The stone itself doesn't have to be porous for the wall as a whole to be porous.

Normally I'd expect a stone wall to have a fluctuating moisture gradient between its inside and outside faces.

A random stone wall will likely have a lot of voids, many of which may interconnect and even equate to an informal cavity.
 
I don’t agree that stone is not porous. Limestone and Sandstone are two examples of stone which is definitely porous.
Not in terms of building stone but may have vulnerable surfaces .
Limestone itself definitely not porous but limestone strata may be due to cracks being widened, as it is water soluble. Hence limestone cave systems and very dry landscapes.
Sandstone generally not porous either, nor soluble, hence wet landscapes.
But both can be weathered and there are all sorts in between
 
I'm pretty convinced that render was often applied for cosmetic reasons - fashion, if you like. In modern times cement-based renders (painted or not) are notorious for developing hairline cracks which suck in rainwater faster than they breathe it out.
 
...

A random stone wall will likely have a lot of voids, many of which may interconnect and even equate to an informal cavity.
Can vary enormously - dry stone wall no mortar lots of cavities, pointed rubble walls with mortar both sides but not a lot in the middle, solidly mortared walls with no voids at all, etc.
 
I'm pretty convinced that render was often applied for cosmetic reasons - fashion, if you like. In modern times cement-based renders (painted or not) are notorious for developing hairline cracks which suck in rainwater faster than they breathe it out.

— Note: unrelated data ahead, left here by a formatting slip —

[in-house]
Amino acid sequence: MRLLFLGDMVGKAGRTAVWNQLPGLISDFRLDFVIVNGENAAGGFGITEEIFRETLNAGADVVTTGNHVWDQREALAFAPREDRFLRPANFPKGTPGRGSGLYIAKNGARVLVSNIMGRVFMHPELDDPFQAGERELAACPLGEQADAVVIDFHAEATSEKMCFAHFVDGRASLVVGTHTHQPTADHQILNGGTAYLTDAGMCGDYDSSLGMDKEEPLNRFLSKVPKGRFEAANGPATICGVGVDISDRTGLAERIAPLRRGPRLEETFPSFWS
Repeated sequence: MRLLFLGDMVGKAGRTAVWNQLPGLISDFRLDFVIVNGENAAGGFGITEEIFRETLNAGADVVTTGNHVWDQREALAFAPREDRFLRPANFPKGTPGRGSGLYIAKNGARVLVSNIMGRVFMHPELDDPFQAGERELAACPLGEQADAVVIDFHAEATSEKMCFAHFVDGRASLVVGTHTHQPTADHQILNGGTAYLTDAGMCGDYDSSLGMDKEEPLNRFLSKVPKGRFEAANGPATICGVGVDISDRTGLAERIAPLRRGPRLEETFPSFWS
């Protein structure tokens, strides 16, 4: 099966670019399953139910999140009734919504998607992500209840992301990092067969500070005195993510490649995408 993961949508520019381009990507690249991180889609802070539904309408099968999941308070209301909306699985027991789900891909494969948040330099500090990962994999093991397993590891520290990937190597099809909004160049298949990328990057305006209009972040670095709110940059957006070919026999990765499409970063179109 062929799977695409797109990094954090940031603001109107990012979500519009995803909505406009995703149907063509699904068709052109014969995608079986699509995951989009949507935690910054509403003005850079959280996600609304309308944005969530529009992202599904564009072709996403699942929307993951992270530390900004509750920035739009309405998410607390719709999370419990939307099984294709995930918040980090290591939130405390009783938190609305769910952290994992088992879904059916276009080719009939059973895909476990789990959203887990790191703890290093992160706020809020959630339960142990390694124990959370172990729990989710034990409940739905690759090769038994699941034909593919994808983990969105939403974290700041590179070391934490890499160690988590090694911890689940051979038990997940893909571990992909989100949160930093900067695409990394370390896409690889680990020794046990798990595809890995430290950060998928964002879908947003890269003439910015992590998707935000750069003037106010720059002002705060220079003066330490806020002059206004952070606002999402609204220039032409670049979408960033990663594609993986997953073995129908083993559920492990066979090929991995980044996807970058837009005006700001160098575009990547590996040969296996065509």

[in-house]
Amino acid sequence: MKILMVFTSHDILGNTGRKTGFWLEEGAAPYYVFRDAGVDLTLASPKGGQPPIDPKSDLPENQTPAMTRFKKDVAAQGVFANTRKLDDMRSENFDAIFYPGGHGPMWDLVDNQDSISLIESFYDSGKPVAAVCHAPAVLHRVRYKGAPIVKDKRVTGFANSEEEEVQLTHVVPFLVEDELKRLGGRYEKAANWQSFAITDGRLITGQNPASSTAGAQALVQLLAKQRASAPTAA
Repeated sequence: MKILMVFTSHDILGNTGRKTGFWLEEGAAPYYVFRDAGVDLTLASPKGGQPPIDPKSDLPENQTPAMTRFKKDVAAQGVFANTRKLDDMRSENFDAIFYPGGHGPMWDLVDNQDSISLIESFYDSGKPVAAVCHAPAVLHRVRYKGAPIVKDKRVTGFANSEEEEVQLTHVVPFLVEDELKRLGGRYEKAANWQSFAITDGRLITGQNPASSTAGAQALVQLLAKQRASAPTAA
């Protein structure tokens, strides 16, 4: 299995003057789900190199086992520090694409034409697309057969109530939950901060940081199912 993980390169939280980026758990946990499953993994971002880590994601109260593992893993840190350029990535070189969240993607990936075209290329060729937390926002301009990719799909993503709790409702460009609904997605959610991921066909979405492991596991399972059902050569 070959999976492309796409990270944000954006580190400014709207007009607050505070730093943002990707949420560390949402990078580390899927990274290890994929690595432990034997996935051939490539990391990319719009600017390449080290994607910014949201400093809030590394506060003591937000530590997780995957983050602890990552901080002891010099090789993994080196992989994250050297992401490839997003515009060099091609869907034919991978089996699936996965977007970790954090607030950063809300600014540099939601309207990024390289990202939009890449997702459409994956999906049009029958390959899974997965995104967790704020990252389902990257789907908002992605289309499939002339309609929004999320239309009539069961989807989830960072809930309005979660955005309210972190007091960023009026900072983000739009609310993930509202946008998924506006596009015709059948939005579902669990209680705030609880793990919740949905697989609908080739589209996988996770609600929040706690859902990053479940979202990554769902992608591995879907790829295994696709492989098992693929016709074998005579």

Perhaps a bit of both as it's also cheaper than having neatly coursed and dressed stone. May include mismatched odds and ends and even the occasional half brick etc
 
Stone isn't porous - except for peculiar oddities like pumice.
Usual reason for render is money saver to cover cheaply built stonework which won't be as tidy as a proper masons job. If built to be rendered often the only dressed stone is the window and door surrounds, or sometimes the quoins as well
But may look and weather perfectly OK without the render.
I don’t agree that stone is not porous. Limestone and Sandstone are two examples of stone which is definitely porous.
You just beat me to it. Granite and Flint might be exceptions but even some of the inferior quality slate walls in this part of the country, do not keep the wet out. I worked on a neighbouring property that had 2 foot thick walls. Despite being newly pointed driving rain would find its way through and cause an obvious darkening of the clay paint used on the interior lime plastered walls.
Regarding the OP's enquiry , - it will probably a case of seeing what sort of gap you are dealing with. It will have to be sealed to prevent critters of any sort gaining access to the loft space, If sufficient of the rafter ends are rotten it might be worth only doing a temporary repair, rather than committing time and money on something that will have to be changed in the near future